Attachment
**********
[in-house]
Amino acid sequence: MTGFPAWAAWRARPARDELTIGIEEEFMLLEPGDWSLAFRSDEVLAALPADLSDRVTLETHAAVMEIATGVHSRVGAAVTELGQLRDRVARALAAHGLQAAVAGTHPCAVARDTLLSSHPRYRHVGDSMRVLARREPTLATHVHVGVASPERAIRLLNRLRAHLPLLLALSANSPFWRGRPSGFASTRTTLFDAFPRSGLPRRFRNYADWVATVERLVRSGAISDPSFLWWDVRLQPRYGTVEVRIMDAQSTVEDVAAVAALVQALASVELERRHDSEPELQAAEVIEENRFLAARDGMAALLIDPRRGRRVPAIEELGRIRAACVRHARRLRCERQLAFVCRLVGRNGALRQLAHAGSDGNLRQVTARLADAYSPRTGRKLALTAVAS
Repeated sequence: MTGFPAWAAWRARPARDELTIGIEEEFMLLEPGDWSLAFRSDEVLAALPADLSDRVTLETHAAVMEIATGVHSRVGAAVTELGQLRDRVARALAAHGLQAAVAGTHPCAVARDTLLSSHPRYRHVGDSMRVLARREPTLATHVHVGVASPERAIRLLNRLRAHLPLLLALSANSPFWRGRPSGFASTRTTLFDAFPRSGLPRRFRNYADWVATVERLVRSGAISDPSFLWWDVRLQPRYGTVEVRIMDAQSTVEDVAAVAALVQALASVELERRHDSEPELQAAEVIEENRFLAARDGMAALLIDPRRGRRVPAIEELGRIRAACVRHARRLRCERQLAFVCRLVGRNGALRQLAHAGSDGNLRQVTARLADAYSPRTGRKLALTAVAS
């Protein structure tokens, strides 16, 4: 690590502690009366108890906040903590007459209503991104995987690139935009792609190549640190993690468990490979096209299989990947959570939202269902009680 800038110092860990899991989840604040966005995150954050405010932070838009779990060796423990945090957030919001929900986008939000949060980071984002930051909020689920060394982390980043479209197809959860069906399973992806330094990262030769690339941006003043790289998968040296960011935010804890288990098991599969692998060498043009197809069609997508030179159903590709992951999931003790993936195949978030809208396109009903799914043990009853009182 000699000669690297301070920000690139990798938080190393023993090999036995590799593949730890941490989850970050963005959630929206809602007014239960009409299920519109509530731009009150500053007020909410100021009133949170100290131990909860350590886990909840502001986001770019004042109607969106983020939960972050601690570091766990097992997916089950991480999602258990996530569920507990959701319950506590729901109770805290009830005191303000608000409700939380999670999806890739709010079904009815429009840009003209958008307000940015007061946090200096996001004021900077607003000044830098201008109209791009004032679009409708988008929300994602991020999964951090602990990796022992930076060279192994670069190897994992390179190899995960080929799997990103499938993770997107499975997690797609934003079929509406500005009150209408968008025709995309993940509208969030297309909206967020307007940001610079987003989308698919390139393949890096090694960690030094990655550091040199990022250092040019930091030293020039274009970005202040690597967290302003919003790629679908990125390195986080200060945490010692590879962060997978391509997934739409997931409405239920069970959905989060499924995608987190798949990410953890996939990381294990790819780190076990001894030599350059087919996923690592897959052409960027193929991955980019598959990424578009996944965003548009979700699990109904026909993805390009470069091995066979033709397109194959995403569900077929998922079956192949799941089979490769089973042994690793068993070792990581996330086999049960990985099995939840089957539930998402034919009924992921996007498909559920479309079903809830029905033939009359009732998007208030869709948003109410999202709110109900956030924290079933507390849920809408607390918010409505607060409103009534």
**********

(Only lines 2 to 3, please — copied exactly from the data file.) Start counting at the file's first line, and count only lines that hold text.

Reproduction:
Amino acid sequence: MTGFPAWAAWRARPARDELTIGIEEEFMLLEPGDWSLAFRSDEVLAALPADLSDRVTLETHAAVMEIATGVHSRVGAAVTELGQLRDRVARALAAHGLQAAVAGTHPCAVARDTLLSSHPRYRHVGDSMRVLARREPTLATHVHVGVASPERAIRLLNRLRAHLPLLLALSANSPFWRGRPSGFASTRTTLFDAFPRSGLPRRFRNYADWVATVERLVRSGAISDPSFLWWDVRLQPRYGTVEVRIMDAQSTVEDVAAVAALVQALASVELERRHDSEPELQAAEVIEENRFLAARDGMAALLIDPRRGRRVPAIEELGRIRAACVRHARRLRCERQLAFVCRLVGRNGALRQLAHAGSDGNLRQVTARLADAYSPRTGRKLALTAVAS
Repeated sequence: MTGFPAWAAWRARPARDELTIGIEEEFMLLEPGDWSLAFRSDEVLAALPADLSDRVTLETHAAVMEIATGVHSRVGAAVTELGQLRDRVARALAAHGLQAAVAGTHPCAVARDTLLSSHPRYRHVGDSMRVLARREPTLATHVHVGVASPERAIRLLNRLRAHLPLLLALSANSPFWRGRPSGFASTRTTLFDAFPRSGLPRRFRNYADWVATVERLVRSGAISDPSFLWWDVRLQPRYGTVEVRIMDAQSTVEDVAAVAALVQALASVELERRHDSEPELQAAEVIEENRFLAARDGMAALLIDPRRGRRVPAIEELGRIRAACVRHARRLRCERQLAFVCRLVGRNGALRQLAHAGSDGNLRQVTARLADAYSPRTGRKLALTAVAS